10 Clinical Trial A phase I/II trial of intensity modulated radiation (IMRT) dose escalation with concurrent fixed-dose rate gemcitabine (FDR-G) in patients with unresectable pancreatic cancer. 2012

Ben-Josef, Edgar / Schipper, Mathew / Francis, Isaac R / Hadley, Scott / Ten-Haken, Randall / Lawrence, Theodore / Normolle, Daniel / Simeone, Diane M / Sonnenday, Christopher / Abrams, Ross / Leslie, William / Khan, Gazala / Zalupski, Mark M. ·Department of Radiation Oncology, University of Michigan, Ann Arbor, Michigan, USA. edgar.ben-josef@uphs.upenn.edu ·Int J Radiat Oncol Biol Phys · Pubmed #22543215.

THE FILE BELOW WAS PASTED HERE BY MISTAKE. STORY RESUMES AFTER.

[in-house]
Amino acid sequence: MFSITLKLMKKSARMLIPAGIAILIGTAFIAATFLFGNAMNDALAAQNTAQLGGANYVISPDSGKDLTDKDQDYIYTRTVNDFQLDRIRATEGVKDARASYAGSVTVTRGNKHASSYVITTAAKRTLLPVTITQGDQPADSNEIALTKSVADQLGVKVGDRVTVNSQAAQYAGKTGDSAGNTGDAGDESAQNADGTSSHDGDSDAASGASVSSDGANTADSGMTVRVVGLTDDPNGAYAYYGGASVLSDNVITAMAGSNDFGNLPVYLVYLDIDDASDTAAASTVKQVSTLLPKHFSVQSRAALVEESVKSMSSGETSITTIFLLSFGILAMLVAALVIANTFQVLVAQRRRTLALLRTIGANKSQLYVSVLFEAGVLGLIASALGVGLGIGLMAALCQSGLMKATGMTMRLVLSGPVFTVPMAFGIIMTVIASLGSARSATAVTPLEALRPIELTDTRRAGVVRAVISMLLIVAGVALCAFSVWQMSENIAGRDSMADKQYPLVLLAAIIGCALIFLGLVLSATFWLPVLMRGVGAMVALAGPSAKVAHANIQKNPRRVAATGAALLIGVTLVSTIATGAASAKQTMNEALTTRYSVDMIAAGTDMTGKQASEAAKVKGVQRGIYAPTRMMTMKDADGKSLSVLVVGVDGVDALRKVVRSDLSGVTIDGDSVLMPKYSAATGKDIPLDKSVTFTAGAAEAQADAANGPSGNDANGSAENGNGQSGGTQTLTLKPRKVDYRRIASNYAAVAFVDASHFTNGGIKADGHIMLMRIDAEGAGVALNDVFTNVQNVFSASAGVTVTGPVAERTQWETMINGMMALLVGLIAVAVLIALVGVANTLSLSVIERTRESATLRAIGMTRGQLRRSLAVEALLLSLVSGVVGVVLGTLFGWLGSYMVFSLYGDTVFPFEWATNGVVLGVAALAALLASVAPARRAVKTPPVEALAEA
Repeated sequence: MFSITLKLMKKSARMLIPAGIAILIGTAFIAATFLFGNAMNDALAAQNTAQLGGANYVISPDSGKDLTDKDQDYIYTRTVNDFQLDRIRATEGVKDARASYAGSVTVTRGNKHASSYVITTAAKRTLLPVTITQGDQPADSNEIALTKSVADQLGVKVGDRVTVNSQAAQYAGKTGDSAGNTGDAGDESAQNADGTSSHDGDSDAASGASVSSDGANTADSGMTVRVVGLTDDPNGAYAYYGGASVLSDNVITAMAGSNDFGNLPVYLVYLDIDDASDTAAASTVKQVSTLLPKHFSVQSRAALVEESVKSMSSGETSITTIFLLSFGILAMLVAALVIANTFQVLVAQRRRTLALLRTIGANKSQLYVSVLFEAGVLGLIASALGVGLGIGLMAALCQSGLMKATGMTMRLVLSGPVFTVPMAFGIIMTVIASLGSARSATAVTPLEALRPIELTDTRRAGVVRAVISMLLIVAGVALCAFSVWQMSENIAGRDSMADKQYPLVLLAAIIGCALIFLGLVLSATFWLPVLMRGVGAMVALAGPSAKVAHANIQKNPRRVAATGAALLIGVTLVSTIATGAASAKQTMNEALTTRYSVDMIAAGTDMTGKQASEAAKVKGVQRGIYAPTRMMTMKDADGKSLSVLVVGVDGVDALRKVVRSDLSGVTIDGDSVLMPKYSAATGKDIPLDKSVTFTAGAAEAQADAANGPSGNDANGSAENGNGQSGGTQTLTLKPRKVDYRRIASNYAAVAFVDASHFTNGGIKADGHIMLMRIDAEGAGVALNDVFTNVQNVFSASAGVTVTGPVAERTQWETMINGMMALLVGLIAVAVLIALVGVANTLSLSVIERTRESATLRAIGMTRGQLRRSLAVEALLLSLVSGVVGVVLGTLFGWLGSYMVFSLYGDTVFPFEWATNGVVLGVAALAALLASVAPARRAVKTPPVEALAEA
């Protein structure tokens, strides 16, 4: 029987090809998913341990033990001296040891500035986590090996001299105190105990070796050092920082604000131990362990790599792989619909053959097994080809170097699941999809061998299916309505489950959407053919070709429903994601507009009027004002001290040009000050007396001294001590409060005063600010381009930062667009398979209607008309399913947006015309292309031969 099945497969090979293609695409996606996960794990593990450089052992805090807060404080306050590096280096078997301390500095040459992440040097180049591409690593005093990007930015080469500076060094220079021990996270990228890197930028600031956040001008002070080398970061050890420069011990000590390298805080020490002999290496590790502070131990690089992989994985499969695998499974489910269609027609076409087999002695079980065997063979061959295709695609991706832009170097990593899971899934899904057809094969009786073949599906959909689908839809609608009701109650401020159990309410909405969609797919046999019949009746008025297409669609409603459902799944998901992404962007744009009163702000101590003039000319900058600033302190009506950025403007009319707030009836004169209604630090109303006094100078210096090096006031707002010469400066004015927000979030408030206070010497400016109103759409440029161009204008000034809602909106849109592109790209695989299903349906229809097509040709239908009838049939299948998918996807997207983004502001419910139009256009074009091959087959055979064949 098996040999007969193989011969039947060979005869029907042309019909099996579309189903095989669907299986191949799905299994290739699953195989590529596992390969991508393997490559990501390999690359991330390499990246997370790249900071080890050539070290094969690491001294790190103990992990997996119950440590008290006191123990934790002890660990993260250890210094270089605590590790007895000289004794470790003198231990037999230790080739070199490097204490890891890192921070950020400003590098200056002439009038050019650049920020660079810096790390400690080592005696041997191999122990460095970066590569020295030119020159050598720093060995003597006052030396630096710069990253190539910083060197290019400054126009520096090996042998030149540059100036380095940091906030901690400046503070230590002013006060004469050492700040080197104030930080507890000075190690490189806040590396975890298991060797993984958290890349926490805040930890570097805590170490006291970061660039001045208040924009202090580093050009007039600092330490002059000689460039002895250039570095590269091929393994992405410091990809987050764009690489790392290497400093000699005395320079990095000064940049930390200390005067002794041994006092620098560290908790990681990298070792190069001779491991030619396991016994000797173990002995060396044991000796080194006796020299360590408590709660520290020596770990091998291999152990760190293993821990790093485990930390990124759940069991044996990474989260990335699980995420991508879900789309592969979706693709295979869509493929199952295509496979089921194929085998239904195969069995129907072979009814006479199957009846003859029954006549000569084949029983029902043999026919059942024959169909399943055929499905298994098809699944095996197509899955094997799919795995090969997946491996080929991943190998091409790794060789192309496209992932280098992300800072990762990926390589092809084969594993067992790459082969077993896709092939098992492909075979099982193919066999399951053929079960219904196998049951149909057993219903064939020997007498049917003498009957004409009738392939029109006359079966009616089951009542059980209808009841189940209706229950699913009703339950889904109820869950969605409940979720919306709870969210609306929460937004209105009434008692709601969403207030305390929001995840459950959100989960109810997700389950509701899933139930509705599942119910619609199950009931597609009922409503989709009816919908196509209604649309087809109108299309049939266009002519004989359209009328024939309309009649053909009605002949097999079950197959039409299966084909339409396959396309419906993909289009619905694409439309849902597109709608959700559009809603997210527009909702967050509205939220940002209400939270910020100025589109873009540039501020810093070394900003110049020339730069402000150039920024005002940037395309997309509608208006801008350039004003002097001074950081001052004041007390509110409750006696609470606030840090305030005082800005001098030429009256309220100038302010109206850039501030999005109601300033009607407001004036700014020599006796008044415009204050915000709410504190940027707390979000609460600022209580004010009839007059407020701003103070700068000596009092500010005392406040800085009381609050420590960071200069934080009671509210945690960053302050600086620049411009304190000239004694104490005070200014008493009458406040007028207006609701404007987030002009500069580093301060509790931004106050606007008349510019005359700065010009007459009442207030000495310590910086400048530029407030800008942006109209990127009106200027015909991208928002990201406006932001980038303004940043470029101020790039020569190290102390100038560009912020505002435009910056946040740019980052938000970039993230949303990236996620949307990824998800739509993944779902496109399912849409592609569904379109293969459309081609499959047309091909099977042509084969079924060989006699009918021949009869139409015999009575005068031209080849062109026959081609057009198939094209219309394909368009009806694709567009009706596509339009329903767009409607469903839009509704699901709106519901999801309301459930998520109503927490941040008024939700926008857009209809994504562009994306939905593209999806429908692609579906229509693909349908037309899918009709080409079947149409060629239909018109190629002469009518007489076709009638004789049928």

ABSTRACT: PURPOSE: Local failure in unresectable pancreatic cancer may contribute to death. We hypothesized that intensification of local therapy would improve local control and survival. The objectives were to determine the maximum tolerated radiation dose delivered by intensity modulated radiation with fixed-dose rate gemcitabine (FDR-G), freedom from local progression (FFLP), and overall survival (OS). METHODS AND MATERIALS: Eligibility included pathologic confirmation of adenocarcinoma, radiographically unresectable, performance status of 0-2, absolute neutrophil count of ≥ 1,500/mm(3), platelets ≥ 100,000/mm(3), creatinine <2 mg/dL, bilirubin <3 mg/dL, and alanine aminotransferase/aspartate aminotransferase ≤ 2.5 × upper limit of normal. FDR-G (1000 mg/m(2)/100 min intravenously) was given on days -22 and -15, 1, 8, 22, and 29. Intensity modulated radiation started on day 1. Dose levels were escalated from 50-60 Gy in 25 fractions. Dose-limiting toxicity was defined as gastrointestinal toxicity grade (G) ≥ 3, neutropenic fever, or deterioration in performance status to ≥ 3 between day 1 and 126. Dose level was assigned using TITE-CRM (Time-to-Event Continual Reassessment Method) with the target dose-limiting toxicity (DLT) rate set to 0.25. RESULTS: Fifty patients were accrued. DLTs were observed in 11 patients: G3/4 anorexia, nausea, vomiting, and/or dehydration (7); duodenal bleed (3); duodenal perforation (1). The recommended dose is 55 Gy, producing a probability of DLT of 0.24. The 2-year FFLP is 59% (95% confidence interval [CI]: 32-79). Median and 2-year overall survival are 14.8 months (95% CI: 12.6-22.2) and 30% (95% CI 17-45). Twelve patients underwent resection (10 R0, 2 R1) and survived a median of 32 months. CONCLUSIONS: High-dose radiation therapy with concurrent FDR-G can be delivered safely. The encouraging efficacy data suggest that outcome may be improved in unresectable patients through intensification of local therapy.